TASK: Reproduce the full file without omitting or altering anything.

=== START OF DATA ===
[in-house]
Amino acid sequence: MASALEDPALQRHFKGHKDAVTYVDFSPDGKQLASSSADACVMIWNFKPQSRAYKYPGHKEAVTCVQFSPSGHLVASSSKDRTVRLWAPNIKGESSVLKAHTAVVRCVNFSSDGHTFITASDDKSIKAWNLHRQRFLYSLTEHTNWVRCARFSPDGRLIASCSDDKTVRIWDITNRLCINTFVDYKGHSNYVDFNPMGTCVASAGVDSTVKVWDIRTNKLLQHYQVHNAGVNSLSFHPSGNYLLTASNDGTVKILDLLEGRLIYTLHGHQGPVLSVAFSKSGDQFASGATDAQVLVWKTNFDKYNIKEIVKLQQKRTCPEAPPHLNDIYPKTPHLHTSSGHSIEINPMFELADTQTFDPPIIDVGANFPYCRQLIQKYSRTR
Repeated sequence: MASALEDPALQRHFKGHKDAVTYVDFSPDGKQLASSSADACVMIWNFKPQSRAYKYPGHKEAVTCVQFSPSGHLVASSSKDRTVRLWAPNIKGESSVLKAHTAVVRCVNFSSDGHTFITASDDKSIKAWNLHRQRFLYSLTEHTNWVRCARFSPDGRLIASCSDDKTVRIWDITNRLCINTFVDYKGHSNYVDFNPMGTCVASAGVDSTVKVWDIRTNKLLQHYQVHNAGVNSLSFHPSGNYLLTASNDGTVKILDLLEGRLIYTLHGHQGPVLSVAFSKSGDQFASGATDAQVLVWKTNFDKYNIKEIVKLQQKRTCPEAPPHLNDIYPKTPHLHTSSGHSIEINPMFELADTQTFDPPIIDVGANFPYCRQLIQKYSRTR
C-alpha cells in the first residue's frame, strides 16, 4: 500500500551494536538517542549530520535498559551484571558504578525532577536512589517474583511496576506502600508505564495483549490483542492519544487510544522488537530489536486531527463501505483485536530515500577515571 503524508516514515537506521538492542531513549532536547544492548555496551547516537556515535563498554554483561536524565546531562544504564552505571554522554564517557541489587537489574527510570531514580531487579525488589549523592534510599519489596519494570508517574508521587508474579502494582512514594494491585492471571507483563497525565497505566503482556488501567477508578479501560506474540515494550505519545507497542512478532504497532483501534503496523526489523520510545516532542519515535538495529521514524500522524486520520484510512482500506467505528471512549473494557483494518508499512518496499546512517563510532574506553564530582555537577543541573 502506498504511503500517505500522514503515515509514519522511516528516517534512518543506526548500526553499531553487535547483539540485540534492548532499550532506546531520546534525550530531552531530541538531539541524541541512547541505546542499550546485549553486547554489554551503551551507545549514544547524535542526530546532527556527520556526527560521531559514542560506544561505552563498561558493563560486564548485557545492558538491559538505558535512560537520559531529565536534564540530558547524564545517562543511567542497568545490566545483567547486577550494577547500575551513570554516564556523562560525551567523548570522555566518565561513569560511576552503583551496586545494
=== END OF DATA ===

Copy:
[in-house]
Amino acid sequence: MASALEDPALQRHFKGHKDAVTYVDFSPDGKQLASSSADACVMIWNFKPQSRAYKYPGHKEAVTCVQFSPSGHLVASSSKDRTVRLWAPNIKGESSVLKAHTAVVRCVNFSSDGHTFITASDDKSIKAWNLHRQRFLYSLTEHTNWVRCARFSPDGRLIASCSDDKTVRIWDITNRLCINTFVDYKGHSNYVDFNPMGTCVASAGVDSTVKVWDIRTNKLLQHYQVHNAGVNSLSFHPSGNYLLTASNDGTVKILDLLEGRLIYTLHGHQGPVLSVAFSKSGDQFASGATDAQVLVWKTNFDKYNIKEIVKLQQKRTCPEAPPHLNDIYPKTPHLHTSSGHSIEINPMFELADTQTFDPPIIDVGANFPYCRQLIQKYSRTR
Repeated sequence: MASALEDPALQRHFKGHKDAVTYVDFSPDGKQLASSSADACVMIWNFKPQSRAYKYPGHKEAVTCVQFSPSGHLVASSSKDRTVRLWAPNIKGESSVLKAHTAVVRCVNFSSDGHTFITASDDKSIKAWNLHRQRFLYSLTEHTNWVRCARFSPDGRLIASCSDDKTVRIWDITNRLCINTFVDYKGHSNYVDFNPMGTCVASAGVDSTVKVWDIRTNKLLQHYQVHNAGVNSLSFHPSGNYLLTASNDGTVKILDLLEGRLIYTLHGHQGPVLSVAFSKSGDQFASGATDAQVLVWKTNFDKYNIKEIVKLQQKRTCPEAPPHLNDIYPKTPHLHTSSGHSIEINPMFELADTQTFDPPIIDVGANFPYCRQLIQKYSRTR
C-alpha cells in the first residue's frame, strides 16, 4: 500500500551494536538517542549530520535498559551484571558504578525532577536512589517474583511496576506502600508505564495483549490483542492519544487510544522488537530489536486531527463501505483485536530515500577515571 503524508516514515537506521538492542531513549532536547544492548555496551547516537556515535563498554554483561536524565546531562544504564552505571554522554564517557541489587537489574527510570531514580531487579525488589549523592534510599519489596519494570508517574508521587508474579502494582512514594494491585492471571507483563497525565497505566503482556488501567477508578479501560506474540515494550505519545507497542512478532504497532483501534503496523526489523520510545516532542519515535538495529521514524500522524486520520484510512482500506467505528471512549473494557483494518508499512518496499546512517563510532574506553564530582555537577543541573 502506498504511503500517505500522514503515515509514519522511516528516517534512518543506526548500526553499531553487535547483539540485540534492548532499550532506546531520546534525550530531552531530541538531539541524541541512547541505546542499550546485549553486547554489554551503551551507545549514544547524535542526530546532527556527520556526527560521531559514542560506544561505552563498561558493563560486564548485557545492558538491559538505558535512560537520559531529565536534564540530558547524564545517562543511567542497568545490566545483567547486577550494577547500575551513570554516564556523562560525551567523548570522555566518565561513569560511576552503583551496586545494